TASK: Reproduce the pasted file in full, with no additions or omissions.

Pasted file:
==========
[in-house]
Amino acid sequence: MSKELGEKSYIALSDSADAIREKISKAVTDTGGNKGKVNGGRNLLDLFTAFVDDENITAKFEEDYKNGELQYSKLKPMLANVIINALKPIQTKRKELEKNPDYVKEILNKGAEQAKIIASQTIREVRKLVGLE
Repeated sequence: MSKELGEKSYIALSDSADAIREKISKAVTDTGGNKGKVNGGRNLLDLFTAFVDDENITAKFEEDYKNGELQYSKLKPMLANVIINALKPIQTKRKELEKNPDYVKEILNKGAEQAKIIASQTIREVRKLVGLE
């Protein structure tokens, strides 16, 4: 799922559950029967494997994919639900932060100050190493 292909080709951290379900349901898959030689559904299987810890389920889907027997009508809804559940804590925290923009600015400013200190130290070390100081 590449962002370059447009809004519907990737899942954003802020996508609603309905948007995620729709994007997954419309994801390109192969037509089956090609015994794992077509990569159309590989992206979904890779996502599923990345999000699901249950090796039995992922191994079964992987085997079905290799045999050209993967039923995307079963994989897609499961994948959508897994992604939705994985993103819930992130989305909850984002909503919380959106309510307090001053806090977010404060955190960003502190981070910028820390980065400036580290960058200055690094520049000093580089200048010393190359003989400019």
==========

[in-house]
Amino acid sequence: MSKELGEKSYIALSDSADAIREKISKAVTDTGGNKGKVNGGRNLLDLFTAFVDDENITAKFEEDYKNGELQYSKLKPMLANVIINALKPIQTKRKELEKNPDYVKEILNKGAEQAKIIASQTIREVRKLVGLE
Repeated sequence: MSKELGEKSYIALSDSADAIREKISKAVTDTGGNKGKVNGGRNLLDLFTAFVDDENITAKFEEDYKNGELQYSKLKPMLANVIINALKPIQTKRKELEKNPDYVKEILNKGAEQAKIIASQTIREVRKLVGLE
């Protein structure tokens, strides 16, 4: 799922559950029967494997994919639900932060100050190493 292909080709951290379900349901898959030689559904299987810890389920889907027997009508809804559940804590925290923009600015400013200190130290070390100081 590449962002370059447009809004519907990737899942954003802020996508609603309905948007995620729709994007997954419309994801390109192969037509089956090609015994794992077509990569159309590989992206979904890779996502599923990345999000699901249950090796039995992922191994079964992987085997079905290799045999050209993967039923995307079963994989897609499961994948959508897994992604939705994985993103819930992130989305909850984002909503919380959106309510307090001053806090977010404060955190960003502190981070910028820390980065400036580290960058200055690094520049000093580089200048010393190359003989400019």